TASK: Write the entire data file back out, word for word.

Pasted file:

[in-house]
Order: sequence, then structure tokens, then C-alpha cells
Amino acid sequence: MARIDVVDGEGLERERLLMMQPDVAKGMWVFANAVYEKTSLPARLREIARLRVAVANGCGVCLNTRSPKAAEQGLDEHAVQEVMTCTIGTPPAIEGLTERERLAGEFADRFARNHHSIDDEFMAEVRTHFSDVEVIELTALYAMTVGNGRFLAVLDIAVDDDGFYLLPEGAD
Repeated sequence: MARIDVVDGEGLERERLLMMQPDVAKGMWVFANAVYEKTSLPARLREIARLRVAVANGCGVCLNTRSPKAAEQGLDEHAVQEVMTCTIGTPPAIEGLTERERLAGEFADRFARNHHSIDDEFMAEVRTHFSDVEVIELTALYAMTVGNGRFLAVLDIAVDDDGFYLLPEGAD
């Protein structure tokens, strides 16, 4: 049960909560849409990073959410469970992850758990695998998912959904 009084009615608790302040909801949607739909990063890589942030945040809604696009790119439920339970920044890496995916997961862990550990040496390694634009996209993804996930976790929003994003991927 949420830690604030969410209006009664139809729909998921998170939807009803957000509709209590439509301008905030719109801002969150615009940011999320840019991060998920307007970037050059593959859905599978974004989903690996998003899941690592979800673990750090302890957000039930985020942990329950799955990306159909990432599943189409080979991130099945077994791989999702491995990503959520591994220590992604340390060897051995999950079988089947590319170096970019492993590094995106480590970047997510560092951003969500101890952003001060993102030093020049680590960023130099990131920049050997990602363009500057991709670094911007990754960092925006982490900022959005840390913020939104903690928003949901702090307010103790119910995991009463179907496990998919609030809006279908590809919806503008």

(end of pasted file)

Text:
[in-house]
Order: sequence, then structure tokens, then C-alpha cells
Amino acid sequence: MARIDVVDGEGLERERLLMMQPDVAKGMWVFANAVYEKTSLPARLREIARLRVAVANGCGVCLNTRSPKAAEQGLDEHAVQEVMTCTIGTPPAIEGLTERERLAGEFADRFARNHHSIDDEFMAEVRTHFSDVEVIELTALYAMTVGNGRFLAVLDIAVDDDGFYLLPEGAD
Repeated sequence: MARIDVVDGEGLERERLLMMQPDVAKGMWVFANAVYEKTSLPARLREIARLRVAVANGCGVCLNTRSPKAAEQGLDEHAVQEVMTCTIGTPPAIEGLTERERLAGEFADRFARNHHSIDDEFMAEVRTHFSDVEVIELTALYAMTVGNGRFLAVLDIAVDDDGFYLLPEGAD
């Protein structure tokens, strides 16, 4: 049960909560849409990073959410469970992850758990695998998912959904 009084009615608790302040909801949607739909990063890589942030945040809604696009790119439920339970920044890496995916997961862990550990040496390694634009996209993804996930976790929003994003991927 949420830690604030969410209006009664139809729909998921998170939807009803957000509709209590439509301008905030719109801002969150615009940011999320840019991060998920307007970037050059593959859905599978974004989903690996998003899941690592979800673990750090302890957000039930985020942990329950799955990306159909990432599943189409080979991130099945077994791989999702491995990503959520591994220590992604340390060897051995999950079988089947590319170096970019492993590094995106480590970047997510560092951003969500101890952003001060993102030093020049680590960023130099990131920049050997990602363009500057991709670094911007990754960092925006982490900022959005840390913020939104903690928003949901702090307010103790119910995991009463179907496990998919609030809006279908590809919806503008």